3 thoughts on “Prom–A Teen Rite of Passage?

  1. Well I went to my Junior and Senior prom with the guy who is now my husband, to be honest he was my husband during my senior prom. I enjoyed myself but prom isn’t the big deal around here, post prom is. Post prom is a party the junior parents throw to keep the kids at the school so we didn’t go out drinking (we saved that for 5 am). The parents had fundraisers all year to pay for prizes we would win all night long. These were great prizes, tvs, vcrs, microwaves, gift certificates that were donated by local businesses. Now 14 years later they take a bus and go bowling or go to laser tag. They still give out prizes but with a long bus ride everyone is pretty sleepy but the time they get back so there is now longer that 5 am party. If there is a winter formal, what is the major difference from prom. She seems like a bright kid, let her make her choice.

  2. I think John Hughes really did a number on us, because my first reaction was, “She has to go to prom!” But of course she doesn’t. Plenty of people don’t go, and they’re just fine. My first date with Bernie was our junior prom. We had a great time, but I wouldn’t recommend it as a first date! We went again senior year, and I remember not having nearly as much fun. Both times, we went bowling afterward with friends, and I suppose we got dinner beforehand. I feel like it wasn’t nearly as pricey then as it is now. If Hannah feels like she’d be missing out on something, then maybe she should go. Otherwise, doing an alternate fundraiser seems like a really cool idea!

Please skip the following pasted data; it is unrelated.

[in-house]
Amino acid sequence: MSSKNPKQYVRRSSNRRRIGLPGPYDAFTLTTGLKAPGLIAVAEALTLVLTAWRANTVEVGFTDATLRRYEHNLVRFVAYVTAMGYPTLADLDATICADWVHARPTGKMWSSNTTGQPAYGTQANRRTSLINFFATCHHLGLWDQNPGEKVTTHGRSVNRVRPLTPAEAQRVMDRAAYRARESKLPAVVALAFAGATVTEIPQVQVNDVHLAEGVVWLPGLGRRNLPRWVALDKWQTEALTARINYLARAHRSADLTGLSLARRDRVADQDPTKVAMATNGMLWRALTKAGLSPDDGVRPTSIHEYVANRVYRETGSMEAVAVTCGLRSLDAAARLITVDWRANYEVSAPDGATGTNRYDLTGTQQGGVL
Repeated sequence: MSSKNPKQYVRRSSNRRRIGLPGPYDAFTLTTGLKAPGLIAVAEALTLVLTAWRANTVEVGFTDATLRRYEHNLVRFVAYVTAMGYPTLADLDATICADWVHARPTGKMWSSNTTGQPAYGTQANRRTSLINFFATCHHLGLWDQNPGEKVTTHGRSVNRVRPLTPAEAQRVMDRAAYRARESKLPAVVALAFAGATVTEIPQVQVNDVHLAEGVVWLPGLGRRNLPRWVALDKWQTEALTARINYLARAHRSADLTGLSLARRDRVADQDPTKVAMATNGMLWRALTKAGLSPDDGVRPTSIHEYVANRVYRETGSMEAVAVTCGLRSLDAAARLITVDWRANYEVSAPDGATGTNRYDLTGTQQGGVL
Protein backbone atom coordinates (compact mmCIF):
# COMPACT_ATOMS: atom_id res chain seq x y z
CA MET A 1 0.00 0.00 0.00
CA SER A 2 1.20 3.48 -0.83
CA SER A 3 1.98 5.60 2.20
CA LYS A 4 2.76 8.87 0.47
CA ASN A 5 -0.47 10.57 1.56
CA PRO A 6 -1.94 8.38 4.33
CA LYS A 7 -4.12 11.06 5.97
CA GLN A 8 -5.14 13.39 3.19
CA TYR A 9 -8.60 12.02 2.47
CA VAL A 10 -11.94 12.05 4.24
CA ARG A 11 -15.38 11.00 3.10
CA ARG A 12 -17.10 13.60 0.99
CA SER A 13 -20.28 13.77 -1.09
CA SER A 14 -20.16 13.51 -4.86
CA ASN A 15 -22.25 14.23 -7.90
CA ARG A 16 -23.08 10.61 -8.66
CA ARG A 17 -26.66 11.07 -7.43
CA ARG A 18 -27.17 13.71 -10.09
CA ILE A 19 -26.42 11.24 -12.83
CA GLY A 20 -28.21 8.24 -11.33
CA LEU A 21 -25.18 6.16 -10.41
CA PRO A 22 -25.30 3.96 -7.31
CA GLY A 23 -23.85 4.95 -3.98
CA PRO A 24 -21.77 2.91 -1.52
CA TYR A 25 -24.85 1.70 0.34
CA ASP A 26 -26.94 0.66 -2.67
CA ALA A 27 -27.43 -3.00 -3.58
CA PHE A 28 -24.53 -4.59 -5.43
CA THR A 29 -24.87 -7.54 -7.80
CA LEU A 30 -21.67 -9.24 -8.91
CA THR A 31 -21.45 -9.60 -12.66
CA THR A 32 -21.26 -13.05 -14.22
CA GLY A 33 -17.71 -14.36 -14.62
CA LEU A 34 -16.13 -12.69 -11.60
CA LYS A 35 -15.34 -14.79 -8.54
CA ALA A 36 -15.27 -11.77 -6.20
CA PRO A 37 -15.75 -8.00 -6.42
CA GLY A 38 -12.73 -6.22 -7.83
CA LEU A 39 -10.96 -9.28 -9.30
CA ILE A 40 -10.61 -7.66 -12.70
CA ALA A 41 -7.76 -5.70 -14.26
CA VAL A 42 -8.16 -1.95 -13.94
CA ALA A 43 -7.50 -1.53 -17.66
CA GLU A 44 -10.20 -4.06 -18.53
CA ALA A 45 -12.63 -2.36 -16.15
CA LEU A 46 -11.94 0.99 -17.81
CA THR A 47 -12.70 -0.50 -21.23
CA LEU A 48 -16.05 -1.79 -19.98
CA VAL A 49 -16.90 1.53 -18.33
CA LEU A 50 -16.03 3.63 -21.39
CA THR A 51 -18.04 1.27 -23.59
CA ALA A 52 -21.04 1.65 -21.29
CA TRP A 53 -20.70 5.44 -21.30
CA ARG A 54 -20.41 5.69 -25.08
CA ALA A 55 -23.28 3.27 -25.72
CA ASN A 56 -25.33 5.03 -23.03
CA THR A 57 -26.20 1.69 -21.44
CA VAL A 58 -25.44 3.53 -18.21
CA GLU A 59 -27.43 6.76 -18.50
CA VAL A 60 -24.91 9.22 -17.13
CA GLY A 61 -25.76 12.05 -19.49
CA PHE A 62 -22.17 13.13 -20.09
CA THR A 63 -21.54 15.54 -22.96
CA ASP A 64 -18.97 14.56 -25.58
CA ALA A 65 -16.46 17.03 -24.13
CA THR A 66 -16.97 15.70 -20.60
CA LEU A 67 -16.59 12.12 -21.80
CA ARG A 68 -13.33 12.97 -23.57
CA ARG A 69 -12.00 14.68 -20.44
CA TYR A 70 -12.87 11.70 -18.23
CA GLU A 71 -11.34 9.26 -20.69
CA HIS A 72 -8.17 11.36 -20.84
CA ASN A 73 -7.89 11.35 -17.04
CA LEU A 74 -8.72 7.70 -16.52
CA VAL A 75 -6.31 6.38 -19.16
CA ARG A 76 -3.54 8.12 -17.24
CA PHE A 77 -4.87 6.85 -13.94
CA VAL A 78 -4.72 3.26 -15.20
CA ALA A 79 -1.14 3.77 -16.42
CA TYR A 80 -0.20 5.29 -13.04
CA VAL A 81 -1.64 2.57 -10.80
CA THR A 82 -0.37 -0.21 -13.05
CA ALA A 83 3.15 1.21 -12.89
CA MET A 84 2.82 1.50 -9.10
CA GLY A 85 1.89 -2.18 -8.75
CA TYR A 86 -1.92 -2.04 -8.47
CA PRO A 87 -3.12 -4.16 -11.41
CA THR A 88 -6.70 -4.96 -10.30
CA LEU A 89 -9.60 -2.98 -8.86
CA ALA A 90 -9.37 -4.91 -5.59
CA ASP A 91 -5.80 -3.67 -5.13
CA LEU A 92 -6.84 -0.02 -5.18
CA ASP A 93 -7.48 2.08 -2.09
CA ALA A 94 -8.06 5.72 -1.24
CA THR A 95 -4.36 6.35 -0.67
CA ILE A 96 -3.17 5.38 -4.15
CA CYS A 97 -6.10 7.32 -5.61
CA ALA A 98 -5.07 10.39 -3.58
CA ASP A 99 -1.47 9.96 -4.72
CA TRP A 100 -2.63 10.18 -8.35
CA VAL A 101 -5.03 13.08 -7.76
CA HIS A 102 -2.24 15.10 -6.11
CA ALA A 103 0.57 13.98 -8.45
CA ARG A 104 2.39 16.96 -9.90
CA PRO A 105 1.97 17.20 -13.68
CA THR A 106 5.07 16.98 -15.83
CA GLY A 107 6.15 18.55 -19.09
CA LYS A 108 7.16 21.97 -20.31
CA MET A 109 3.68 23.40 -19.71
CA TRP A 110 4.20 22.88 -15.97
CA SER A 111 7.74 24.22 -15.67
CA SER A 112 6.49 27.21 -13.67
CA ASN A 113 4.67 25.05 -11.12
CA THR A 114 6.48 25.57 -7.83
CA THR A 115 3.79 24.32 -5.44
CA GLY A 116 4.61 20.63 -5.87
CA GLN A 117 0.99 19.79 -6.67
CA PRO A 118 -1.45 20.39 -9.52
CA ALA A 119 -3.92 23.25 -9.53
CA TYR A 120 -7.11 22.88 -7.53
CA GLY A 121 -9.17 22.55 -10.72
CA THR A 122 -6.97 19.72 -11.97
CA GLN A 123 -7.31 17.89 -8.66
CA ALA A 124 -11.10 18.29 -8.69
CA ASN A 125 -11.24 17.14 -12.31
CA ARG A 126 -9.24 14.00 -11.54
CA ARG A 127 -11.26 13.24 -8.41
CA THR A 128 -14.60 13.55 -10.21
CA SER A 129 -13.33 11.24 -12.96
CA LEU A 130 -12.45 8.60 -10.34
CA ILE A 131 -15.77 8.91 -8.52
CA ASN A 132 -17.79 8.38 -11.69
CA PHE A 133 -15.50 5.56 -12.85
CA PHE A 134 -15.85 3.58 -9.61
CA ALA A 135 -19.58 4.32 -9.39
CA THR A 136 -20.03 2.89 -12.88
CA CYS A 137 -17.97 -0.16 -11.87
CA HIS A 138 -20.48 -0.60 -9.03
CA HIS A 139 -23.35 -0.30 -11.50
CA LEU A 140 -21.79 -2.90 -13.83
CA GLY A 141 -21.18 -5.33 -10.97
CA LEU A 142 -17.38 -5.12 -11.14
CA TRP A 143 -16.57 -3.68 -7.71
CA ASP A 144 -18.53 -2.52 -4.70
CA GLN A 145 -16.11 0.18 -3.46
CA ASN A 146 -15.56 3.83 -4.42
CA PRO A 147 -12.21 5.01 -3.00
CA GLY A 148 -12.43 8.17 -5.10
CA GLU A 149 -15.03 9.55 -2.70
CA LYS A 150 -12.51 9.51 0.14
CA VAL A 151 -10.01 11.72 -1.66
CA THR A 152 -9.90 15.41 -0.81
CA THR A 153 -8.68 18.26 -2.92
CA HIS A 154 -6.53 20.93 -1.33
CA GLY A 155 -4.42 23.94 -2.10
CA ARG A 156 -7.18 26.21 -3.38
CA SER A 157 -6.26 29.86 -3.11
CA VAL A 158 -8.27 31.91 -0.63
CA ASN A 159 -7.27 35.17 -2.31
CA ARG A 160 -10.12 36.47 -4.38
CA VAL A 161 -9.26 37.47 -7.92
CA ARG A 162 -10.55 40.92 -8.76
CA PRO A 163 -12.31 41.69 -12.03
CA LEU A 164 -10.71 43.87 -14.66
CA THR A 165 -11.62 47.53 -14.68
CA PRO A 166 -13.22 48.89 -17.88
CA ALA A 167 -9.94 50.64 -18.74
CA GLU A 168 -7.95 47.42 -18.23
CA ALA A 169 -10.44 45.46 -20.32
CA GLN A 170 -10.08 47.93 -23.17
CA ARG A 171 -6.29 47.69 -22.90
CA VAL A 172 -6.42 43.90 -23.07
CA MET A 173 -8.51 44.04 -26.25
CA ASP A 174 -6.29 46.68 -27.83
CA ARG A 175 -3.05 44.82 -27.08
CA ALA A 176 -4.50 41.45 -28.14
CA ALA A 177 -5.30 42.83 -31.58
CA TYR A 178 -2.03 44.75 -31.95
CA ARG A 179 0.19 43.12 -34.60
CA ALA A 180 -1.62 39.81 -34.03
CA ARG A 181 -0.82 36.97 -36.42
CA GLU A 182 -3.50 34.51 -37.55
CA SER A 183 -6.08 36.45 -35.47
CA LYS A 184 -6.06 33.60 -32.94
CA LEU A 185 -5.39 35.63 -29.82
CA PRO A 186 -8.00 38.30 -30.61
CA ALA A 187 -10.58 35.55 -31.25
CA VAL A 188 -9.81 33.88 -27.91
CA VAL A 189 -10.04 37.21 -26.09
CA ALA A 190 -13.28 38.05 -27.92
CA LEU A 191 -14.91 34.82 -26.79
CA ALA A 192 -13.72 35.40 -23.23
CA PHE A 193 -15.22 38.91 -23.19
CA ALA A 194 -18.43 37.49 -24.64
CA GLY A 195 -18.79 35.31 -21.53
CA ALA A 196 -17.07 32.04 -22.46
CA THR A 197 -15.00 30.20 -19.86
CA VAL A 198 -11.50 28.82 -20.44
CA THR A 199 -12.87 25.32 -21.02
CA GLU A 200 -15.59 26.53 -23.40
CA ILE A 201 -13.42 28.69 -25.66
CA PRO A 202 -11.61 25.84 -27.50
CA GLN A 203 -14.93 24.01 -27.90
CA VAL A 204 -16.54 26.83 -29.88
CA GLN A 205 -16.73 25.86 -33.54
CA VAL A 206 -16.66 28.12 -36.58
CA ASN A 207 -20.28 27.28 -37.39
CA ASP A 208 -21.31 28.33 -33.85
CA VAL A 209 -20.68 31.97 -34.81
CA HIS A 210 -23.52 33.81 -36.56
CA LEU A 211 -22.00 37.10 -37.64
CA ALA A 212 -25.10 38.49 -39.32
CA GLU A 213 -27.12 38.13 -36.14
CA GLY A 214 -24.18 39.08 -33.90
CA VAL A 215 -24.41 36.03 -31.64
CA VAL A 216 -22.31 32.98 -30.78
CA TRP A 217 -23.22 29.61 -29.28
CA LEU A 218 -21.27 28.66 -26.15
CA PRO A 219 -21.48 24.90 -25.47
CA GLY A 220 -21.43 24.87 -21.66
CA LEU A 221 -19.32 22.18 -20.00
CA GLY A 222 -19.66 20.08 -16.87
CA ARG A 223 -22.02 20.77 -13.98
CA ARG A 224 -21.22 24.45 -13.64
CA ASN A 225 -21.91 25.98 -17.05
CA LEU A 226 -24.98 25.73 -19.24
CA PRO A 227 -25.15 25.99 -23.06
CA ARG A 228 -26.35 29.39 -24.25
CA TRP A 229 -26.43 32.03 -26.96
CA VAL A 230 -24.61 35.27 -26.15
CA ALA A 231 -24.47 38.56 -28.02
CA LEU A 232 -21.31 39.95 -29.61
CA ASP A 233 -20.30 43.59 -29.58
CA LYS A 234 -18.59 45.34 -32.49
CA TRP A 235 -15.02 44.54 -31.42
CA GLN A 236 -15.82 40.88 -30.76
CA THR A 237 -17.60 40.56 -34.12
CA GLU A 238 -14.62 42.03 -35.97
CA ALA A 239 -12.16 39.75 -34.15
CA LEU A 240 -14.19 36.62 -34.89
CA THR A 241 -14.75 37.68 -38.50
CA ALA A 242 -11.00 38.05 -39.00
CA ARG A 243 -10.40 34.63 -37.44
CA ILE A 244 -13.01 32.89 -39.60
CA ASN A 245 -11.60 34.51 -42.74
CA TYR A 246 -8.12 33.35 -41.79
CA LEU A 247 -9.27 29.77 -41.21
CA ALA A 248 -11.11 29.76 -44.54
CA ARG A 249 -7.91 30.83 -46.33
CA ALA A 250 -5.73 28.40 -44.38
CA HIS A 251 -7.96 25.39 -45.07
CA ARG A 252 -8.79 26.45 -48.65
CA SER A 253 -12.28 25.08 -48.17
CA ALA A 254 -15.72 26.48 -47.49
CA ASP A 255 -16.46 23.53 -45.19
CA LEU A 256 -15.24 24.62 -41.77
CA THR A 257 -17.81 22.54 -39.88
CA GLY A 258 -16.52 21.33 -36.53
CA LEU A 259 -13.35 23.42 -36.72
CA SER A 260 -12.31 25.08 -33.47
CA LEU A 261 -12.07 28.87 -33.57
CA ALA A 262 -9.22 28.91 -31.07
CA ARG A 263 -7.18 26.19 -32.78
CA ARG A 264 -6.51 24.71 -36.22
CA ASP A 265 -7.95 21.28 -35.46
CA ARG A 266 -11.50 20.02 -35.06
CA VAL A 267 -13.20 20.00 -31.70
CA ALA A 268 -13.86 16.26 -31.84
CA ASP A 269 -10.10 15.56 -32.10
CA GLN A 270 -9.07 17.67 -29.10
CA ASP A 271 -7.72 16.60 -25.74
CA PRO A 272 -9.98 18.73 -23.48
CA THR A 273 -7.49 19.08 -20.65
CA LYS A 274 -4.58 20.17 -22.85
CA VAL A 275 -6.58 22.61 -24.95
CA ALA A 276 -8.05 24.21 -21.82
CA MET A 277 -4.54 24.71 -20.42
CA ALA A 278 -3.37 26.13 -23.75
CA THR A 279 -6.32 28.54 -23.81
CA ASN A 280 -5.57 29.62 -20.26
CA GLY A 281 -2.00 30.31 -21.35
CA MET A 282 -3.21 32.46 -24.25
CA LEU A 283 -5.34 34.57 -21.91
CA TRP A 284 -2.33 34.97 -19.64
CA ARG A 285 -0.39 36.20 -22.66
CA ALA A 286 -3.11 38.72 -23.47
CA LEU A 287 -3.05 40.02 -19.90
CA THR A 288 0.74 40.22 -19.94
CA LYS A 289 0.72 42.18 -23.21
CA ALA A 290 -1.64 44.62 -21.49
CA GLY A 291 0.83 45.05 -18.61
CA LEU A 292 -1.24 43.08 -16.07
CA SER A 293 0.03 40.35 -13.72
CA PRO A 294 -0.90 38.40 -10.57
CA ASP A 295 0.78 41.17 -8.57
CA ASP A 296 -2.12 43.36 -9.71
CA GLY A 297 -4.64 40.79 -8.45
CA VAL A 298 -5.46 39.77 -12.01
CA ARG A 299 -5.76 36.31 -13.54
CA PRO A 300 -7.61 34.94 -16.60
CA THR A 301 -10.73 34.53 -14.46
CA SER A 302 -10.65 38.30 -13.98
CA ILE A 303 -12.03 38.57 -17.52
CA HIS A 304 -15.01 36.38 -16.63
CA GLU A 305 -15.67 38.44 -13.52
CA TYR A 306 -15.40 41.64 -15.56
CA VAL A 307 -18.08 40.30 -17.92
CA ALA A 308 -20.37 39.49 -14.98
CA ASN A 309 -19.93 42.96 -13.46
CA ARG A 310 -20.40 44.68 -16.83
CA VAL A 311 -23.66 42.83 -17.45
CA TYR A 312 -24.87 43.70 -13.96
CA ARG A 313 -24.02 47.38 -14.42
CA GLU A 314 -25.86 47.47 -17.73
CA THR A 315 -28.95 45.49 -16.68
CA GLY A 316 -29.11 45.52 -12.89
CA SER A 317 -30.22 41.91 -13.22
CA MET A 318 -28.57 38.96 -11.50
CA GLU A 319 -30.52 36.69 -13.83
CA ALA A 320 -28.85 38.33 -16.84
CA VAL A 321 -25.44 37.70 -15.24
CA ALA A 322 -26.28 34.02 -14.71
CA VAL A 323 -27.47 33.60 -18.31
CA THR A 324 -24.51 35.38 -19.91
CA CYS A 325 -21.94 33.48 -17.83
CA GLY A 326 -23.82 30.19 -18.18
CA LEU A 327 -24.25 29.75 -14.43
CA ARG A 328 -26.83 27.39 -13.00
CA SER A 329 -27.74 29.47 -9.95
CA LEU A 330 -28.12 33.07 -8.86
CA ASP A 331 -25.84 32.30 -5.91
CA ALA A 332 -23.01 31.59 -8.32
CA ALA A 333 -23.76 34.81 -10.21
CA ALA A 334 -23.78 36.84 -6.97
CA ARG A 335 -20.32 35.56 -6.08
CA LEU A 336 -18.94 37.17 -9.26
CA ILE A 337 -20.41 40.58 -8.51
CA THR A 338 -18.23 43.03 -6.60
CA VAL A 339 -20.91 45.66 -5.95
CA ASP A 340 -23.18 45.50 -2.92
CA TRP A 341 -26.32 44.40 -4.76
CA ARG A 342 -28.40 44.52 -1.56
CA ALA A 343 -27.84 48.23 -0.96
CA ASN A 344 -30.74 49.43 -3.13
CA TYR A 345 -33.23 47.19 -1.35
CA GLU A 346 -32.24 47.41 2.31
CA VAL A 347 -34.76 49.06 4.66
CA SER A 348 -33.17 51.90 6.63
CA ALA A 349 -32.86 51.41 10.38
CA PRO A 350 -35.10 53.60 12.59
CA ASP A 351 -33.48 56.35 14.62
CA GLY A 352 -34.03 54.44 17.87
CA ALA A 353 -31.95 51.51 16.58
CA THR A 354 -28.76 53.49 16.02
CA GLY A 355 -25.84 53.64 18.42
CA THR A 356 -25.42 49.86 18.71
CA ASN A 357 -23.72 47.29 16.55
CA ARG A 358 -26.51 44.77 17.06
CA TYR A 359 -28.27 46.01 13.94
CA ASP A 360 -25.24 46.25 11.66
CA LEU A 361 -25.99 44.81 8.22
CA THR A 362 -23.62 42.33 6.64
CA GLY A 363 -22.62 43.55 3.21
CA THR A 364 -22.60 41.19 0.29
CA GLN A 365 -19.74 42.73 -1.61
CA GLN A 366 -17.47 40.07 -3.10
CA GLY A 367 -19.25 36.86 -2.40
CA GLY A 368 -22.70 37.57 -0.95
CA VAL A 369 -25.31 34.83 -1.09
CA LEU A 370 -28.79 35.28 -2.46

3. @Cornfield mom
    They do have that sort of event after Hannah’s graduation ceremony–a party at the school where they have prizes and stuff (and they keep them there until 5 am too!), so she’ll have that experience even if she doesn’t attend prom. And I would never make her attend. Our debate has more gone like this: I ask her what she’d do if a boy she doesn’t really like asks her to prom and she says she’d turn him down. I tell her, but it takes so much courage for a boy to ask and wouldn’t you have fun with your friends anyway? But you know, maybe it just isn’t worth the expense. And maybe turning men down is a good skill to have too. And I guess the winter dance was nearly the same experience except girls ask the guys rather than the other way around. Although I think she could ask someone to prom and it would be okay.

    @Julie. Yes, prom is much more expensive now. But maybe it is more of a rural town vs. big city thing. Perhaps proms in EGF still cost at least half of what they do here. The theme of Prom our junior year was “Never Say Goodbye,” right? I think that is something I remember. Do you remember the theme of our senior prom? Was it “I had the time of my life?” If so, oh the irony. Anyway, you started dating Bernie out of it and he was a good boyfriend and still a good friend, so I guess prom worked out okay for you. Still, I had more fun at our cast parties. Those I remember!